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Sunscreen and Skin Cancer

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The summer season's sun is gleaming down on your skin. Outdoor activities are calling and the water is pulling you in. You need to stay smart and be protected with the right sun protection for time in the sun.Check the Sun index for your area with the weather channel Ray Awareness . A site worth reviewing before heading out for a day in the sun.

Sunscreen is an obvious choice, how much do you really need? A SPF of 15 or higher will do an excellent job of protecting. A SPF (Sun Protection Factor) measures the products ability to prevent UVB from damaging the skin. For example, if your unprotected skin to starts burning or turning red in 20 minutes, a SPF 15 sunscreen prevents discoloration 15 times longer, about five hours.

Choosing a higher SPF will allow you to spend more time in the sun. Keep in mind, any sunscreen should be considered or expected to be effective over 2 hours without reapplication. Water, perspiration, and other factors dilute the effectiveness of any SPF. Enjoy the sun, protect your skin and have a great time this summer.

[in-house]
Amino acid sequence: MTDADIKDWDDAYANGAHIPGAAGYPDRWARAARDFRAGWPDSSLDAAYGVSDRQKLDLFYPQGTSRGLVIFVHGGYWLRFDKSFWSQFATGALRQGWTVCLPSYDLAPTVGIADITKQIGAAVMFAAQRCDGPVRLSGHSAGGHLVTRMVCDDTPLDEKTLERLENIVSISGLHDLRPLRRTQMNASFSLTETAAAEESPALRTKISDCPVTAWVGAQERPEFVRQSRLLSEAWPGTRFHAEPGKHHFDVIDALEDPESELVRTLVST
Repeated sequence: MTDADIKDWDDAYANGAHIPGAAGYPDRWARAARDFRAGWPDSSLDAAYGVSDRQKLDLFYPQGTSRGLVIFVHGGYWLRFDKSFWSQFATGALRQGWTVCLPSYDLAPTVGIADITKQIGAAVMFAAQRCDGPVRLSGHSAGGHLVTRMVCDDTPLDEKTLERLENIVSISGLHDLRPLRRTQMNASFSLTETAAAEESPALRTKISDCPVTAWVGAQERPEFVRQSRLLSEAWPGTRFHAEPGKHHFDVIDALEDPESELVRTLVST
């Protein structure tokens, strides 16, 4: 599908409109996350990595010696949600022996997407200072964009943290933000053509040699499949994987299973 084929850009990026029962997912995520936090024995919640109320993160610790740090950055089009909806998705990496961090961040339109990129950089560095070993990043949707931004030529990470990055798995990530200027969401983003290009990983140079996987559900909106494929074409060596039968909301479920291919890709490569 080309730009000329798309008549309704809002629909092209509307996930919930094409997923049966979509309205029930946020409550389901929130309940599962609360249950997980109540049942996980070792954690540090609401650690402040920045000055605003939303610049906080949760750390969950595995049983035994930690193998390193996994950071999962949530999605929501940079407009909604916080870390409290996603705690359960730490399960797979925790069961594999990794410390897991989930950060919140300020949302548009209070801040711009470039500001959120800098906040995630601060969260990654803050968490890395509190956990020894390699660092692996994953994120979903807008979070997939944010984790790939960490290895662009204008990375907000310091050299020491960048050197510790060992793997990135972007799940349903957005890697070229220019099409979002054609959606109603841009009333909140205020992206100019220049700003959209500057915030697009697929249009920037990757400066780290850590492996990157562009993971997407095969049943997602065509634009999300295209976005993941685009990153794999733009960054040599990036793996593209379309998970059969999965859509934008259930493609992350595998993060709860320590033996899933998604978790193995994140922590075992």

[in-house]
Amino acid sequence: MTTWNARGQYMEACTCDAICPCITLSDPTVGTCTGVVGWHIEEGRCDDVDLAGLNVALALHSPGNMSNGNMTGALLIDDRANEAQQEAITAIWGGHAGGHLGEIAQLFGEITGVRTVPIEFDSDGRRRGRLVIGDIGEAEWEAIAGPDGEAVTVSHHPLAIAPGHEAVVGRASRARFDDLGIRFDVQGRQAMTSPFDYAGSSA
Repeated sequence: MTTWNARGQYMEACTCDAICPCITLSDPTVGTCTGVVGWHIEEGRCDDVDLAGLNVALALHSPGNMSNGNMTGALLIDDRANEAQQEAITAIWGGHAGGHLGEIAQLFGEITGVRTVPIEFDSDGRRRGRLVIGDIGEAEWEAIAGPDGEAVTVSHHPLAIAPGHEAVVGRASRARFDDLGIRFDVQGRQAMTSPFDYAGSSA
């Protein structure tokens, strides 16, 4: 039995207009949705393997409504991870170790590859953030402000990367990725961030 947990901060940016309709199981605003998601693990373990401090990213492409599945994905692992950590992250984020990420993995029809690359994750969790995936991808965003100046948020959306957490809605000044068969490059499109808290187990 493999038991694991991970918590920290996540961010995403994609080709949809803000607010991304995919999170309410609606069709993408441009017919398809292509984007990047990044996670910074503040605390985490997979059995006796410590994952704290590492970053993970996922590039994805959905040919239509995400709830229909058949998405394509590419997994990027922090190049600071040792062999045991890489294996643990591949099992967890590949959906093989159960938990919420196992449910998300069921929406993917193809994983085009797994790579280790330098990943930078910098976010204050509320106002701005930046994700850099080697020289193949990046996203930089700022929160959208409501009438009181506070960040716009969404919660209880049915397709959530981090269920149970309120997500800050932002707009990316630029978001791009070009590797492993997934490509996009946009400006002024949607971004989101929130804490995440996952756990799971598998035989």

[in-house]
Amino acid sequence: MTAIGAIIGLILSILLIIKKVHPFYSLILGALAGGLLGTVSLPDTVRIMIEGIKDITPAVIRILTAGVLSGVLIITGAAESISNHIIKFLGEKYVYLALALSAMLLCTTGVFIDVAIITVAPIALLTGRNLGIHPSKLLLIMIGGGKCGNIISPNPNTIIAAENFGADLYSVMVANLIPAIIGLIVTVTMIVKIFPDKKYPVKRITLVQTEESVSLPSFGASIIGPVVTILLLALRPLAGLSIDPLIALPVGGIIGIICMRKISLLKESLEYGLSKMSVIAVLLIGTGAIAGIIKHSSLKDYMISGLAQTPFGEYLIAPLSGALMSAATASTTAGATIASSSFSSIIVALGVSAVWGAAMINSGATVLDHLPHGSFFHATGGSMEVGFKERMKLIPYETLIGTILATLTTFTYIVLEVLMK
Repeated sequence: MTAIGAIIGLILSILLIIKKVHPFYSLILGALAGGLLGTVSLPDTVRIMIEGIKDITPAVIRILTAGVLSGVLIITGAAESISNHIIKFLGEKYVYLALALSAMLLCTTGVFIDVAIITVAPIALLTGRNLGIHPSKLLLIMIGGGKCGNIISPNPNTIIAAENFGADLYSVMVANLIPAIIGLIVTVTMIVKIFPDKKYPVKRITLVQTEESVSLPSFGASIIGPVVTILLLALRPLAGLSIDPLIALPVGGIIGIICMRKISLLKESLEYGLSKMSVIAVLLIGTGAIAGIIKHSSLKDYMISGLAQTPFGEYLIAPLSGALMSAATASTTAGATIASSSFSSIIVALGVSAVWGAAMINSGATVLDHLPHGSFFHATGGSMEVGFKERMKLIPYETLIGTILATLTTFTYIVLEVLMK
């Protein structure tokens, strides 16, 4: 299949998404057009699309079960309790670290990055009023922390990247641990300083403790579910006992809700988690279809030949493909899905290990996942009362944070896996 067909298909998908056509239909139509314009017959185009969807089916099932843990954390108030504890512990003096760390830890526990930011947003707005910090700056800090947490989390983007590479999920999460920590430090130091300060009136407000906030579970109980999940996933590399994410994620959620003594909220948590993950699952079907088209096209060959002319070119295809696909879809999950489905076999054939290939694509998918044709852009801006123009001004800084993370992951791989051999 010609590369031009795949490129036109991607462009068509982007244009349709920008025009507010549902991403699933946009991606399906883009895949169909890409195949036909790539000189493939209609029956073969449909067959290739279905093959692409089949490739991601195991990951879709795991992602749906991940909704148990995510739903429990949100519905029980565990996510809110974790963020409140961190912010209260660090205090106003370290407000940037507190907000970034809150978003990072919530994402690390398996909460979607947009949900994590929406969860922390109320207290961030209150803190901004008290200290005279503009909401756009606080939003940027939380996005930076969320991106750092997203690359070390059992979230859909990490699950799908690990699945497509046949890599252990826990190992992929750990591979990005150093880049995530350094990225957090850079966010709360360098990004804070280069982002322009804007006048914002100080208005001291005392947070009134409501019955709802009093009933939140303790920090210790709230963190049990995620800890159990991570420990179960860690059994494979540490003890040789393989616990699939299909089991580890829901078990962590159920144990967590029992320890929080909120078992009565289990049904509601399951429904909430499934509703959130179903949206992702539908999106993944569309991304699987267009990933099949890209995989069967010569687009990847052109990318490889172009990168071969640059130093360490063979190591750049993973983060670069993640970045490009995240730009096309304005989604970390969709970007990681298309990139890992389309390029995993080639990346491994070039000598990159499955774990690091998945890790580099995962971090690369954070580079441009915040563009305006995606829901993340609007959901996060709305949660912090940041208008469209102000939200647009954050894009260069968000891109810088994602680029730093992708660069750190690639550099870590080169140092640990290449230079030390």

It is important to have regular examination for any new or unusual growths, changes in the size, shape or color of an existing spot. If you find anything suspicious, you should discuss it with your doctor right away. There are various types and signs of skin cancer.

Symptoms include

  • A skin growth, or sore that doesn't go away
  • Carcinomas can first appear as a light patch of skin. As the cancer develops, it may bleed or ooze and become crusty in some areas.
  • A waxy bump or rough patch on the skin.
  • New spots on the skin, change in size, shape or color of an existing mole.
  • A sore that does not heal
  • Redness or swelling that spreads outside the border of a spot
  • Itchiness, tenderness or pain

There is a ABCD rule to recognize abnormal growths:

A is for Asymmetry: A mole that has an irregular shape, or two different looking halves.
B is for Border: Irregular, blurred, rough or notched edges may be signs of skin cancer.
C is for Color: Most moles are an even color – brown, black, tan or even pink – but changes in the shade or distribution of color throughout the mole can signal melanoma.
D is for Diameter: Moles larger the size of a pencil eraser across may be suspect

Regular examination of your skin is key to finding and treating skin cancers early.

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